By Wes Bigney Rigging When I get to the destination and am assembling the rod and lining up the guides I stand the rod against a rock or tree. I never lay it on the ground or against the car to be stepped on by an errant foot or eaten by an auto door. After I have run the line through the guides I do not coil any line on the ground where I can step on it and cut it against a stone or gravel. I make sure the ferrules are seated. The Rod and Handling The taper transmits force to the various parts of the rod depending on the amount of force applied. So a little force bends the tip and more force transmits to heavier parts of the rod right down to the grip. This applies whether casting or retrieving the line. Much has been written about casting and I want to address retrieving, where the action is! In retrieving mode the rod tip should be held close to the water and pointing in the direction the line lies. Holding the rod tip up makes a belly from the tip down to the water. When a fish strikes, the slack in the belly must be taken up before the hook can be set. This split second can allow the fish to spit out the hook. Holding the rod down makes the line straight to the hook, causing immediate hooking. Also, holding the rod down and pointing down ... Read More
Meet Kathy Andreson and Barbara Yelverton, Outreach Committee Chairs Kathy and Barb are new members of NMTrout and have only recently been working with the Board to develop materials for outreach to young fisher persons. Barb discovered the group through her interest in Fly Tying and renewed interest in trout fishing. Kathy was then coaxed into revisiting trout fishing as well. The outreach project is a way for both to give back to the community and volunteer their professional services. Watch for information soon! Kathy and Barbara current consult with The Synergy Group, Ltd. having left Public School Education. Both continuing to facilitate, train and consult with groups across the state as they visit the local fishing opportunities. The San Juan is a favorite! ... Read More
From the June 2017 newsletter The endangered Colorado Pikeminnow is showing signs of recovering its diminished population in the San Juan River basin. The lower reaches of the San Juan River provide habitat for this federally listed fish. Conservation of this fishery is a priority of the New Mexico Game and Fish Department, and staff spend a considerable amount of time monitoring, stocking, and enhancing habitat to ensuring the long-term persistence of this resource. Based on data gathered last year following the spring peak release from Navajo Dam, scientists said they have found evidence the Colorado pikeminnow is reproducing in the San Juan River, and the offspring are surviving. The U.S. Department of Fish and Wildlife Services said more than 540 Colorado pikeminnow, once widely known as the “salmon of the southwest”, were counted in the San Juan River last year. They also found 23 yearling fish. Before last year, only one juvenile fish had been caught by scientists since work began in the 1990s to restore habitat. The Colorado pikeminnow lives in three river basins: The San Juan River basin, the Colorado River basin and the Green River basin. Both the Colorado and Green river basins have populations of Colorado pikeminnow that are reproducing and surviving to adulthood ... Read More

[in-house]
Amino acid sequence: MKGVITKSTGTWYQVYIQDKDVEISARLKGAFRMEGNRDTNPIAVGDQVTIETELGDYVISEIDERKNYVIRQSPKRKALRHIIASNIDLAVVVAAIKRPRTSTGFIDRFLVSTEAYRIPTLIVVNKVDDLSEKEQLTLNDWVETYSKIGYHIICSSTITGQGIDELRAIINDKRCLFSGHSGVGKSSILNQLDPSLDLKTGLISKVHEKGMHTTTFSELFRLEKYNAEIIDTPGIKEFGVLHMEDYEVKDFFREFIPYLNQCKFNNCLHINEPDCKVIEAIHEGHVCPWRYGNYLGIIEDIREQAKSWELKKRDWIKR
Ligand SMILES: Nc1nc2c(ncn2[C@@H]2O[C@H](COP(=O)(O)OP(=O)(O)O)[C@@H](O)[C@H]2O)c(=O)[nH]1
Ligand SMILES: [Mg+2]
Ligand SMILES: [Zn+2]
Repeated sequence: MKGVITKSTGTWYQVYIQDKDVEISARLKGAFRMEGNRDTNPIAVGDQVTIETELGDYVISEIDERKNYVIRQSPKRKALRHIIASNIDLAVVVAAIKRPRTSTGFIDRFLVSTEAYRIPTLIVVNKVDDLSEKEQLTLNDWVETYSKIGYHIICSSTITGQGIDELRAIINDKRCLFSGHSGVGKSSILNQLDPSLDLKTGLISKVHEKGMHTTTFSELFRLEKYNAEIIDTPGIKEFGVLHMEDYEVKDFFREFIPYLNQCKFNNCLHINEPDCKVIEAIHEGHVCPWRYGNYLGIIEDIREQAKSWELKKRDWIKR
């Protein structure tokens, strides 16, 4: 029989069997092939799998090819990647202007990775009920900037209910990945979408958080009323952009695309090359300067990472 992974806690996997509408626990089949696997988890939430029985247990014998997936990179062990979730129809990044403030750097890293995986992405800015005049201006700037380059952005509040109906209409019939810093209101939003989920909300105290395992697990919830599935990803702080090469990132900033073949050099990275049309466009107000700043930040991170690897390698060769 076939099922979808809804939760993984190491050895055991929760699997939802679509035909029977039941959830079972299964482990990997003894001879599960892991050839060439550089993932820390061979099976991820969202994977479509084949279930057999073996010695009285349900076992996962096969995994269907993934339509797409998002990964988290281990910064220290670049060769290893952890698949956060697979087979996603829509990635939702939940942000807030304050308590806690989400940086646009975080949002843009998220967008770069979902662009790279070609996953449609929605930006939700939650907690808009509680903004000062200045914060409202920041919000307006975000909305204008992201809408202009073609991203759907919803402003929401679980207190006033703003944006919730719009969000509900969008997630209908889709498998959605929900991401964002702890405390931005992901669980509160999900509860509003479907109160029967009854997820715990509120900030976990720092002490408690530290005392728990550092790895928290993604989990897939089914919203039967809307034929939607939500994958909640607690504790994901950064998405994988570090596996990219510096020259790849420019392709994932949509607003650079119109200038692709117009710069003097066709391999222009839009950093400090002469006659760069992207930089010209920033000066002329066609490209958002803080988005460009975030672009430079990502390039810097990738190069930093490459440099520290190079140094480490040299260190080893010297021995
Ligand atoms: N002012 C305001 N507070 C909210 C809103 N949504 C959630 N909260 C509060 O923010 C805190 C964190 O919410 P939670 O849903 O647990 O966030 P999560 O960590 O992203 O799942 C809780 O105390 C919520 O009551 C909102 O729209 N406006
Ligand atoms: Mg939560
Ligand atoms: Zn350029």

by Noah Parker, reprinted with permission from https://loeflyfishing.com With the beginning of the new licensing period on April 1st, 2017, the new catch and release area on the Chama River below El Vado Dam was implemented and became a reality. The New Mexico Game and Fish Commission (NMDG&F) approved catch and release regulations on this section of the Chama River at its November 17, 2016 meeting in Grants. The new regulation, as written by NMDG&F staff, applies to a three-mile stretch of the river that starts 1.3 miles below the El Vado Dam. The first 1.3 mile section of the Chama directly below the dam was left out of the proposal because it includes the Coopers El Vado Ranch and areas upstream that are popular with “catch and keep” anglers fishing on the Chama. The new catch and release area begins about 1/4 mile below Cooper’s where the gauging cable crosses the river and then runs downstream to the confluence of the Rio Nutrius/Canyon – a distance of about 3 river miles. Anglers willing to walk a moderate distance downstream from Cooper’s should have the opportunity for larger, stream-bred trout. The new catch and release regulation for this section of the Chama River mandates that all fish must be released with a tackle/gear restriction of using only single barbless hook and artificial lures. At some point in the next few weeks signage will be installed on the riverbank at the upstream and downstream boundaries of the new catch and release ... Read More
New Mexico Department of Game and Fish is proposing new rules. Some of the changes are:
- Modifications to the Special Trout Water (STW) program including increasing designated waters by 52 miles, reducing the number of Special Trout Water classifications from over eleven to four, and removing some waters that no longer meet the STW designation.
- Lifting catch-and-release only designation at Brantley Lake
- Adding Alumni Pond, Corona Pond, Estancia Pond, Perch Lake, Rancho Grande Ponds, Roswell Kids Ponds, and Rio Grande below Elephant Butte as winter trout waters